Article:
which is also depth dependent (with reference to the center of our angular space at 90°). Using this simple equation, we have fitted the three components (amide I, amide II and amide III) in both the radial and the superficial zones, shown as the solid lines in . A parameter of interest in the curve fitting is θ0(r)
, which is a variable that depends upon the tissue depth. At the 300μm location (the radial zone) θ0
was −8° for amide I and −2° for amide II bonds; and at the 31.25μm (the superficial zone), θ0
was −4° for amide I and +4° for amide II bonds.
Following the FTIRI experiments, several cartilage sections were imaged sequentially using a PLM system, where each section had two quantitative images: the angle map and the retardation map. The retardation image illustrates the fibril organization within each pixel based on birefringence (the value 0 means the fibers are random and the value high means a higher order of organization), whereas the angle image represents the averaged orientation of the collagen fibers in the pixel (there is an approximate 90° difference between the collagen fibril orientations in the superficial zone and radial zone of mature/healthy cartilage). This procedure has been used extensively in our lab to study healthy and lesioned cartilage [12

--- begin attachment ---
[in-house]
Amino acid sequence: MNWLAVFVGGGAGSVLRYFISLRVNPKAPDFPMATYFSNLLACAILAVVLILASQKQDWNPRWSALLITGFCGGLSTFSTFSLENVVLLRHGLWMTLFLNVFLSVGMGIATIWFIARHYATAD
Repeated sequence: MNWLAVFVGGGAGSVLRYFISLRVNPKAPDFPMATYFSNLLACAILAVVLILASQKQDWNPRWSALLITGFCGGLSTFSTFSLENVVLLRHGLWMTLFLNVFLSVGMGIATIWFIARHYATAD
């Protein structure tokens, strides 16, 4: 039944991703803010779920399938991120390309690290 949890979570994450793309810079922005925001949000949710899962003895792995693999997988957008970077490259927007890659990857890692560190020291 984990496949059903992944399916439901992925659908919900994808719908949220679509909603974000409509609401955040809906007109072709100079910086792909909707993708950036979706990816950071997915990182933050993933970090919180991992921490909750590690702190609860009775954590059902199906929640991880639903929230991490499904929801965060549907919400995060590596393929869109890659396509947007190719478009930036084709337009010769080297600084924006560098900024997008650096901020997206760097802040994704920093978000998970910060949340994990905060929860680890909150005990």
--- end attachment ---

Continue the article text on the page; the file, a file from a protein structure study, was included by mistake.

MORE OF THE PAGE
]. shows the angle and retardation images from one PLM experiment, which has features consistent with several of our previous μ
MRI/PLM correlation studies [12
]. The vertical lines in the profiles of represent the approximate divisions of three histological zones, based on our published PLM criteria using similar tissues from this source of animals [12
Fig 7 The angle and retardation maps (a) of a specimen from one PLM experiment. A small section of the rectangular box was analyzed and plotted as the cross-sectional profiles (b). The two vertical lines indicate the approximate division of the histological (more ...)
To facilitate the comparison between the physical/morphological features of the tissue and the chemical distributions in cartilage, the complex information in the depth-dependent anisotropy profiles () needs to be further analyzed. To that end, we explored the statistical variation of the anisotropy profiles () by taking the standard deviation of the amide I anisotropic profile at each pixel depth – a big/small standard deviation means a large/small sinusoidal variation in its anisotropic profile at that particular tissue depth. compares the PLM retardation profile () and the standard deviation of the amide I anisotropy based on the same tissue section - many common features of these two profiles have a surprisingly good agreement. The anisotropy profiles of the standard deviation of amide II and amide III (not shown) contain several features that are common to that of amide I, while the profile of sugar lacks these features.
Fig 8 The comparison of the retardation profile of the tissue (open circles) and the standard deviation of the amide I component anisotropy (solid dots) at every pixel location. Each value of the standard deviation measures the absorption variation of the amide (more ...)